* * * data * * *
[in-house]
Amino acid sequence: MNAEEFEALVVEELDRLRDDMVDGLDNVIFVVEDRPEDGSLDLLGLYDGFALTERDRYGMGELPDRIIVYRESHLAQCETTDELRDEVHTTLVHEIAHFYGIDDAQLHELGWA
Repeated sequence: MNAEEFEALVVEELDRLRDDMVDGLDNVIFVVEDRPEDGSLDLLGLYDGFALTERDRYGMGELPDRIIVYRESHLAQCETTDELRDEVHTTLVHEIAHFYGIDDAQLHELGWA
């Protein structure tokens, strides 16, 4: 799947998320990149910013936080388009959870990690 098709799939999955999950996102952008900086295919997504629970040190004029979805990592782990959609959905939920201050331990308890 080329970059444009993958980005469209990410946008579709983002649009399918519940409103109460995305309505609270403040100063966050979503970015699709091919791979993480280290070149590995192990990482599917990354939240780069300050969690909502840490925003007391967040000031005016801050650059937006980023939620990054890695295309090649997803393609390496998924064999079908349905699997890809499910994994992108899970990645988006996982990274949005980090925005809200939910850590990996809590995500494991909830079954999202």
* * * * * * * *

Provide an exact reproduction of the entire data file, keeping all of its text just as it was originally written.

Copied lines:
[in-house]
Amino acid sequence: MNAEEFEALVVEELDRLRDDMVDGLDNVIFVVEDRPEDGSLDLLGLYDGFALTERDRYGMGELPDRIIVYRESHLAQCETTDELRDEVHTTLVHEIAHFYGIDDAQLHELGWA
Repeated sequence: MNAEEFEALVVEELDRLRDDMVDGLDNVIFVVEDRPEDGSLDLLGLYDGFALTERDRYGMGELPDRIIVYRESHLAQCETTDELRDEVHTTLVHEIAHFYGIDDAQLHELGWA
């Protein structure tokens, strides 16, 4: 799947998320990149910013936080388009959870990690 098709799939999955999950996102952008900086295919997504629970040190004029979805990592782990959609959905939920201050331990308890 080329970059444009993958980005469209990410946008579709983002649009399918519940409103109460995305309505609270403040100063966050979503970015699709091919791979993480280290070149590995192990990482599917990354939240780069300050969690909502840490925003007391967040000031005016801050650059937006980023939620990054890695295309090649997803393609390496998924064999079908349905699997890809499910994994992108899970990645988006996982990274949005980090925005809200939910850590990996809590995500494991909830079954999202």